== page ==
EGU General Assembly 2020
© Author(s) 2020. This work is distributed under
the Creative Commons Attribution 4.0 License.

Centennial scale environmental change at key arctic observational sites

Torben Røjle Christensen1, Kerstin Rasmussen2, Jakob Abermann3, Katrine Raundrup4, Kirsten Christoffersen5, Birger Ulf Hansen6, and Marie Frost Arndal1
Torben Røjle Christensen et al.
  • 1Aarhus University, Bioscience, Roskilde, Denmark
  • 2Asiaq, Nuuk, Greenland
  • 3University of Graz, Austria
  • 4Greenland Institute for Natural Resources, Nuuk, Greenland
  • 5Department of Biology, University of Copenhagen, Denmark
  • 6Department of Geosciences and Natural Resource Management, University of Copenhagen, Denmark

The Arctic is changing in response to ongoing warming. Multiple effects have been documented in terms of sea-ice distribution, land-ice volume and ecosystems both in the marine and terrestrial realm, which are clear responses to the overall global warming. Targeted efforts documenting individual components of the arctic system build the base-line for quantification of these effects.

Comprehensive ecosystem observational programs covering both glacial, terrestrial and marine components are rare in the Arctic but one such, the Greenland Ecosystem Monitoring (GEM) program, has now been operational for nearly 25 years at three main sites in Greenland. Zackenberg valley and Young Sund in NE Greenland is representing the high-arctic environment, Disko Island on the central west coast of Greenland at the border between the high and the low-arctic and Nuuk-Kobbefjord in SW Greenland the low-arctic.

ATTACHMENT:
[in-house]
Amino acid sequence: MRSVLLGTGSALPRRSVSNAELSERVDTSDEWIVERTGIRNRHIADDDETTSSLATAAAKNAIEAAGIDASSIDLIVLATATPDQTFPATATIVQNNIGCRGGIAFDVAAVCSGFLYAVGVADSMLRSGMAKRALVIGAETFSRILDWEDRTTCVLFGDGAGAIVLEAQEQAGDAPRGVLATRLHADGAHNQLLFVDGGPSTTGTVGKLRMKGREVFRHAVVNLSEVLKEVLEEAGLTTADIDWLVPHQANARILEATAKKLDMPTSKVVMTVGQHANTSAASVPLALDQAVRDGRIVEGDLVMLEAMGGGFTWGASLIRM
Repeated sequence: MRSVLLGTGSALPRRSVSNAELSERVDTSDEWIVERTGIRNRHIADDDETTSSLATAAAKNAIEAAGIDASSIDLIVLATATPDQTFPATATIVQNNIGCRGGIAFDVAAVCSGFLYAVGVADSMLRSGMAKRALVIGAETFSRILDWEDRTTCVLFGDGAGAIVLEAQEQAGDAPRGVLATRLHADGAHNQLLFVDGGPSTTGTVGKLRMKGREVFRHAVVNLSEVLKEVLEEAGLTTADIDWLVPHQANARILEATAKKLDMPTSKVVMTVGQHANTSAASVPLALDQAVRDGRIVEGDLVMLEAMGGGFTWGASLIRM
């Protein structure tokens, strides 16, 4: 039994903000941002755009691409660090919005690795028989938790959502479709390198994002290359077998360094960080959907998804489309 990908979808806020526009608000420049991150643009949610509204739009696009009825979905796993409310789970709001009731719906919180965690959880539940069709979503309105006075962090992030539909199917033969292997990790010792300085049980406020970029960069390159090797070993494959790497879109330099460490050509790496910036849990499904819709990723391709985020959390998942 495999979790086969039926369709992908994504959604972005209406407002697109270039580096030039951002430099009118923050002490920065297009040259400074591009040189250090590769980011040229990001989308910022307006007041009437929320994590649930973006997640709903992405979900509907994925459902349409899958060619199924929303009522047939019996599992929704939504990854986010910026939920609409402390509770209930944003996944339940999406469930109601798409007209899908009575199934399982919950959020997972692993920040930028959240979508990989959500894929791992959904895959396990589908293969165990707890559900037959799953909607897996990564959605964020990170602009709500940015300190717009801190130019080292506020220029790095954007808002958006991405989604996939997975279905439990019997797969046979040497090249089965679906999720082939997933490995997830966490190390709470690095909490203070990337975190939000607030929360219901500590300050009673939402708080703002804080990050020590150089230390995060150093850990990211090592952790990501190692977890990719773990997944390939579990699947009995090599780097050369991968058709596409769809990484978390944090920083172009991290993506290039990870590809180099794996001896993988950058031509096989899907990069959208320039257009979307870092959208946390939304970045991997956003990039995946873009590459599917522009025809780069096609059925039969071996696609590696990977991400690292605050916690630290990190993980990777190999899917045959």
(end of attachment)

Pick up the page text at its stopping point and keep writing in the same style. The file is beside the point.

The GEM program at all three sites cover inter-annual variation in ecosystem dynamics of glacial, terrestrial and marine ecosystems with data gathered from more than 2000 parameters some of which being automatically recorded at very high frequencies (up  to 20 Hz for micro-meteorological measurements). This present-day detailed, comprehensive and high-frequency monitoring of ecosystem dynamics calls for the question: Which historical sources may be used in order to anchor the environmental status of the monitored areas back in time?

For the composite landscape dynamics including glacier, terrestrial and near-coastal environments it is of great value to study visual, mainly photographic evidences that are available from different parts of the portfolio of arctic exploration during the 19th and 20th centuries. We will in this presentation review available historical archival data (early photographs, paintings, drawings) from the GEM monitoring locations and their immediate surroundings.

The different historical setting over the centennial timescale is briefly discussed and particular illustrative records from the individual sites are shown. The evidence of change hereby shown at the centennial time scale is evaluated in the perspective of results from decadal scale present day monitoring.

How to cite: Christensen, T. R., Rasmussen, K., Abermann, J., Raundrup, K., Christoffersen, K., Hansen, B. U., and Arndal, M. F.: Centennial scale environmental change at key arctic observational sites, EGU General Assembly 2020, Online, 4–8 May 2020, EGU2020-11193,, 2020


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